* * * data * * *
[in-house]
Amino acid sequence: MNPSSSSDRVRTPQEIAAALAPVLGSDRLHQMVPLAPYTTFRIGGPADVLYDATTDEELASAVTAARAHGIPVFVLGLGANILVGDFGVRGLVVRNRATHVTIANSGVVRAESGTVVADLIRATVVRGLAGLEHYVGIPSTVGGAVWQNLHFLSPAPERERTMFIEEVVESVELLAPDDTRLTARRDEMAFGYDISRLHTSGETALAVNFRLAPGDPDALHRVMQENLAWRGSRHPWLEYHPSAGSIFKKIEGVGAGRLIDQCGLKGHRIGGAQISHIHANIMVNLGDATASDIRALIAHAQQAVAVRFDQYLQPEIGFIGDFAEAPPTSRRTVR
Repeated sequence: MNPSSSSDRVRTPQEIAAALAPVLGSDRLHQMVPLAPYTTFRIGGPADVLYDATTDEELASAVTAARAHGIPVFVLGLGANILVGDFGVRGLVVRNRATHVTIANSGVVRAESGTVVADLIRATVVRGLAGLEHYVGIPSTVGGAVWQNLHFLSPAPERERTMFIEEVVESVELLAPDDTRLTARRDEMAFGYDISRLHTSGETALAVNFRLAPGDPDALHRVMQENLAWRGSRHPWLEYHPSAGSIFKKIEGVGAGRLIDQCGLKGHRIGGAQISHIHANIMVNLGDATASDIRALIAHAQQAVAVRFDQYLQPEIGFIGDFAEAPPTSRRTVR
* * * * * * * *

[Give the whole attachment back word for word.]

[in-house]
Amino acid sequence: MNPSSSSDRVRTPQEIAAALAPVLGSDRLHQMVPLAPYTTFRIGGPADVLYDATTDEELASAVTAARAHGIPVFVLGLGANILVGDFGVRGLVVRNRATHVTIANSGVVRAESGTVVADLIRATVVRGLAGLEHYVGIPSTVGGAVWQNLHFLSPAPERERTMFIEEVVESVELLAPDDTRLTARRDEMAFGYDISRLHTSGETALAVNFRLAPGDPDALHRVMQENLAWRGSRHPWLEYHPSAGSIFKKIEGVGAGRLIDQCGLKGHRIGGAQISHIHANIMVNLGDATASDIRALIAHAQQAVAVRFDQYLQPEIGFIGDFAEAPPTSRRTVR
Repeated sequence: MNPSSSSDRVRTPQEIAAALAPVLGSDRLHQMVPLAPYTTFRIGGPADVLYDATTDEELASAVTAARAHGIPVFVLGLGANILVGDFGVRGLVVRNRATHVTIANSGVVRAESGTVVADLIRATVVRGLAGLEHYVGIPSTVGGAVWQNLHFLSPAPERERTMFIEEVVESVELLAPDDTRLTARRDEMAFGYDISRLHTSGETALAVNFRLAPGDPDALHRVMQENLAWRGSRHPWLEYHPSAGSIFKKIEGVGAGRLIDQCGLKGHRIGGAQISHIHANIMVNLGDATASDIRALIAHAQQAVAVRFDQYLQPEIGFIGDFAEAPPTSRRTVR